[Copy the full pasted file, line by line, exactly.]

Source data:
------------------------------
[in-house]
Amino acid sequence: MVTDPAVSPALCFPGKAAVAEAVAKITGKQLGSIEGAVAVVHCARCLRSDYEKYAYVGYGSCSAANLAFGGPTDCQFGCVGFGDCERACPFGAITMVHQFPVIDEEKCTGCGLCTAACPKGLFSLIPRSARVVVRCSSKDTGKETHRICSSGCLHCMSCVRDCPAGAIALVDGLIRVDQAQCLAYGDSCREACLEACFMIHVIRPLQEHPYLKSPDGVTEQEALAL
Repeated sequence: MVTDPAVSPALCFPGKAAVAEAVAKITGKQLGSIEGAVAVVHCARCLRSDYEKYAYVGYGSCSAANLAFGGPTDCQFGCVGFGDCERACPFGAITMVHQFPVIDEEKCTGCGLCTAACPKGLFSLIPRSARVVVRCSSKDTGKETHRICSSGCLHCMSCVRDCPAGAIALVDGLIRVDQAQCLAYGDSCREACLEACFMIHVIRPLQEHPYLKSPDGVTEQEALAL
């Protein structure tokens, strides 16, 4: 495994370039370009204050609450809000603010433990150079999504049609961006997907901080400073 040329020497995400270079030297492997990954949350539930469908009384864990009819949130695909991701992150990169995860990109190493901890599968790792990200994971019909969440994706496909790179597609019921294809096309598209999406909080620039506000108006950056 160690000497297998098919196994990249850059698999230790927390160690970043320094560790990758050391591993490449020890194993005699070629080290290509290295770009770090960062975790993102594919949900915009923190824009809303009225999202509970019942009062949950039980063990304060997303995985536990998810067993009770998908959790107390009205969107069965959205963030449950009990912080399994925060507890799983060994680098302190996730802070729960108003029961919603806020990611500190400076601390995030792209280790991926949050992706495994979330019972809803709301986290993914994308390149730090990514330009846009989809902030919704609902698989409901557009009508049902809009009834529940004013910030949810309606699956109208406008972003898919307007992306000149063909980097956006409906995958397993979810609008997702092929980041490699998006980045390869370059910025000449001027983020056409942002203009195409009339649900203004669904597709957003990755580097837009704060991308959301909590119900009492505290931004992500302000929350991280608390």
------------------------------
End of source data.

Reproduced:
[in-house]
Amino acid sequence: MVTDPAVSPALCFPGKAAVAEAVAKITGKQLGSIEGAVAVVHCARCLRSDYEKYAYVGYGSCSAANLAFGGPTDCQFGCVGFGDCERACPFGAITMVHQFPVIDEEKCTGCGLCTAACPKGLFSLIPRSARVVVRCSSKDTGKETHRICSSGCLHCMSCVRDCPAGAIALVDGLIRVDQAQCLAYGDSCREACLEACFMIHVIRPLQEHPYLKSPDGVTEQEALAL
Repeated sequence: MVTDPAVSPALCFPGKAAVAEAVAKITGKQLGSIEGAVAVVHCARCLRSDYEKYAYVGYGSCSAANLAFGGPTDCQFGCVGFGDCERACPFGAITMVHQFPVIDEEKCTGCGLCTAACPKGLFSLIPRSARVVVRCSSKDTGKETHRICSSGCLHCMSCVRDCPAGAIALVDGLIRVDQAQCLAYGDSCREACLEACFMIHVIRPLQEHPYLKSPDGVTEQEALAL
């Protein structure tokens, strides 16, 4: 495994370039370009204050609450809000603010433990150079999504049609961006997907901080400073 040329020497995400270079030297492997990954949350539930469908009384864990009819949130695909991701992150990169995860990109190493901890599968790792990200994971019909969440994706496909790179597609019921294809096309598209999406909080620039506000108006950056 160690000497297998098919196994990249850059698999230790927390160690970043320094560790990758050391591993490449020890194993005699070629080290290509290295770009770090960062975790993102594919949900915009923190824009809303009225999202509970019942009062949950039980063990304060997303995985536990998810067993009770998908959790107390009205969107069965959205963030449950009990912080399994925060507890799983060994680098302190996730802070729960108003029961919603806020990611500190400076601390995030792209280790991926949050992706495994979330019972809803709301986290993914994308390149730090990514330009846009989809902030919704609902698989409901557009009508049902809009009834529940004013910030949810309606699956109208406008972003898919307007992306000149063909980097956006409906995958397993979810609008997702092929980041490699998006980045390869370059910025000449001027983020056409942002203009195409009339649900203004669904597709957003990755580097837009704060991308959301909590119900009492505290931004992500302000929350991280608390």